There are several research projects at the Centre for European Studies funded by various organisations. This page shows the largest research projects taking place at the Centre. You can find the research projects for individual researchers on the Personnel page.
The Centre of Excellence in Law, Identity and the European Narratives (EuroStorie) is funded by the Academy of Finland and is hosted by the University of Helsinki. EuroStorie seeks to critically investigate the foundations of the European narrative about a shared heritage of law, values and ideals. The purpose is to examine the crisis through the development of conflicting narratives of Europe in 20th century thinking and its impact in contemporary policies and popular perceptions.
The Centre of Excellence has three subprojects that all contribute to questions of the European crises through various approaches.
1) Law and uses of the past
2) Discovering the limits of reason - Europe and the crisis of universalism
3) Migration and the narratives of Europe as an "Area of freedom, security and justice"
The multidisciplinary research project "All youth want to rule their world" (ALL-YOUTH) explores the capacities of young people (aged between 16 and 25) and the obstacles that hamper their engagement with society. The main goal of the project is to create possibilities and to enable young people to participate in making their own communities and the society. The key ideas at the project for sustainable growth are responsive governance and rule of law, digital innovation and sustainable development interventions such as bioeconomy.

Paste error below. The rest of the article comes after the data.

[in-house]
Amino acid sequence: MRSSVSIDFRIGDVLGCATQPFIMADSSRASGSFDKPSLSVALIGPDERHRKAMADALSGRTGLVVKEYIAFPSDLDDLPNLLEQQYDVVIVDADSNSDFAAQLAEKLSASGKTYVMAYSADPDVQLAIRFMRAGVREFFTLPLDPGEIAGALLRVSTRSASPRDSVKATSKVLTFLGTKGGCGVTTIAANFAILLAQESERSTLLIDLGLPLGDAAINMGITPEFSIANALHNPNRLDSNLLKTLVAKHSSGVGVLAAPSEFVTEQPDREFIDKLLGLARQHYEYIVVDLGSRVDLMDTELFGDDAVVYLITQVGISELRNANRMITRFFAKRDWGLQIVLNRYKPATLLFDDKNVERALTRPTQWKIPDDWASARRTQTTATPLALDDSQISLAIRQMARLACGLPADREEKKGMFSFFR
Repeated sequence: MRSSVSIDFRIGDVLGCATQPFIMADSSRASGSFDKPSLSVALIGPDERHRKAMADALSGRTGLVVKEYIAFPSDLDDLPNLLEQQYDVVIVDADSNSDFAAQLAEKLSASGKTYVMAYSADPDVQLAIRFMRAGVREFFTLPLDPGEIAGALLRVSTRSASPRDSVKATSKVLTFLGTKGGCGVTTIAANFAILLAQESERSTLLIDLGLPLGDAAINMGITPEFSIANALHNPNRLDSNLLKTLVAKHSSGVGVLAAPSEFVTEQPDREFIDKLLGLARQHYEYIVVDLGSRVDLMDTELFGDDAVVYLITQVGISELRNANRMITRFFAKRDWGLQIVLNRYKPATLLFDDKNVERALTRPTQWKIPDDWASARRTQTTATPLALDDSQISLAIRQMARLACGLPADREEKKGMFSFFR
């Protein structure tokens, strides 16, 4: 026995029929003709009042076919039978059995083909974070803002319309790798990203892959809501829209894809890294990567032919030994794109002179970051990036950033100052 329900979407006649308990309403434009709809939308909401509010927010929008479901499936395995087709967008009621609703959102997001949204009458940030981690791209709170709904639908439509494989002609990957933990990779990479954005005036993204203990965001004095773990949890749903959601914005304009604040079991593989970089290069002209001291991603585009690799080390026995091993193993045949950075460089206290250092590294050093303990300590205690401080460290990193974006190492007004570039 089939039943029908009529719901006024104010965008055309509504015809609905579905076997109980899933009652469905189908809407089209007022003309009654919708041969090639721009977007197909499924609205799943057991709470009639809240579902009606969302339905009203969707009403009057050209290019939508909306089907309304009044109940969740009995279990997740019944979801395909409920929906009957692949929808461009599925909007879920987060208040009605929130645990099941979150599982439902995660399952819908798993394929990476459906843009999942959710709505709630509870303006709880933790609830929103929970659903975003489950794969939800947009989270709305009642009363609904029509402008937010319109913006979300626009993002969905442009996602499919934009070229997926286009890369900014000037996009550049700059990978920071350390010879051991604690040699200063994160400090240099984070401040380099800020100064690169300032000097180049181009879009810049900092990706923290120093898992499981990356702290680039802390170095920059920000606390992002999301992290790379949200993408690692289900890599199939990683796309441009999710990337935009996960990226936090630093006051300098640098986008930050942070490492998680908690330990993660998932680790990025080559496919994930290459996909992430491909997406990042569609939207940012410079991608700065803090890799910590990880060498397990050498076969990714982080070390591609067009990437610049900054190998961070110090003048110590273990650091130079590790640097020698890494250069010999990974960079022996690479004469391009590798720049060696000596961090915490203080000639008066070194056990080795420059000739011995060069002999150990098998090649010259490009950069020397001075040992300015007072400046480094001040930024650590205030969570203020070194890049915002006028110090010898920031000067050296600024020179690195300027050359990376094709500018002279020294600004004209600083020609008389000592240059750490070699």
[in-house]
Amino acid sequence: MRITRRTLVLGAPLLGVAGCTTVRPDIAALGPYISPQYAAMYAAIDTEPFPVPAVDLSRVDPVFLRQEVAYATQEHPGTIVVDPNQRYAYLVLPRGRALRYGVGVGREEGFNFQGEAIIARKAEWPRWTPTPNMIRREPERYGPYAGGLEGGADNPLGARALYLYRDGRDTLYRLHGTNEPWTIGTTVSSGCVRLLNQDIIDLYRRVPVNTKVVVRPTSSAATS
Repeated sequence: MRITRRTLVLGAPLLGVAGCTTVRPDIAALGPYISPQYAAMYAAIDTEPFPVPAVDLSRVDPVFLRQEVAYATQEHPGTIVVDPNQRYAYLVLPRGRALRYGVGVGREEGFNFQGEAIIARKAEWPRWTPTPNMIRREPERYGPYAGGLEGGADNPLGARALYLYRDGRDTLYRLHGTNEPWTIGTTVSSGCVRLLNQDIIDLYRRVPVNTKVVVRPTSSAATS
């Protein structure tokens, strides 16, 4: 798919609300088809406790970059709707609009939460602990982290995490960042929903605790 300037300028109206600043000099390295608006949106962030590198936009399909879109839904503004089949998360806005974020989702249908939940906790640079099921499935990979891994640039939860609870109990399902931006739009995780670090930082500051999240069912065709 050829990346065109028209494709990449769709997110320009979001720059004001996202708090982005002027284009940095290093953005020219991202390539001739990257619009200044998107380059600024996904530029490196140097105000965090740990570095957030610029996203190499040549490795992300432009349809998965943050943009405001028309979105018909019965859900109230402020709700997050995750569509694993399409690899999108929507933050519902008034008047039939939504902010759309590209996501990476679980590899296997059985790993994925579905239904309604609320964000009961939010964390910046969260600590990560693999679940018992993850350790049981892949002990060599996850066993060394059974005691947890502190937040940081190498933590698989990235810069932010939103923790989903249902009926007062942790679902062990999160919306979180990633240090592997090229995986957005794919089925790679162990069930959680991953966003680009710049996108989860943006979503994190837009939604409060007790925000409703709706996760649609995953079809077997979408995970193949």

The research project has five subcategories in multiple universities in Finland.
1) Towards Youth Equality
2) From Dreams to Reality
3) Digital Solutions for Digital Generation
4) Resolving Legal Obstacles
5) Creating Sustainable Well-Being
The director of the consortium is Dr Reetta Toivanen from the University of Helsinki
The project "Finland and Theories of Political Violence" (FIPO) sets to find out how theories of political violence manage to explain the low levels of political violence in the post-war Finland and what kind of factors contribute to resilience to political violence. By doing this, it sets to contribute to the debates within the research on Finnish society, history and politics. The main goal of the project, however, is to further the theoretical understanding of political violence.
The focus is on the periods of transnational waves of political violence in post-war Europe. The most important of the recent waves are the New Left violence (from the late 1960s until late 1980s), Radical right violence (1990s) and Salafi-Jihadist violence (2000s, still ongoing).
Reimagining Futures in the European North at the End of the Cold War looks at how contemporaries, decision-makers and other actors perceived the changes unfolding from late 1980s onwards, how they acted amidst these changes, what outcomes and policy changes this led to and what futures emerged amidst the transformation.
From its specific perspective of looking at continuity and change, ReImag adds new information on the nature of the systemic change of the 1980s and 1990s. By combining the work of historians and IR scholars, it leads to methodological and theoretical innovation on how to use historical documentation and analysis in theory development.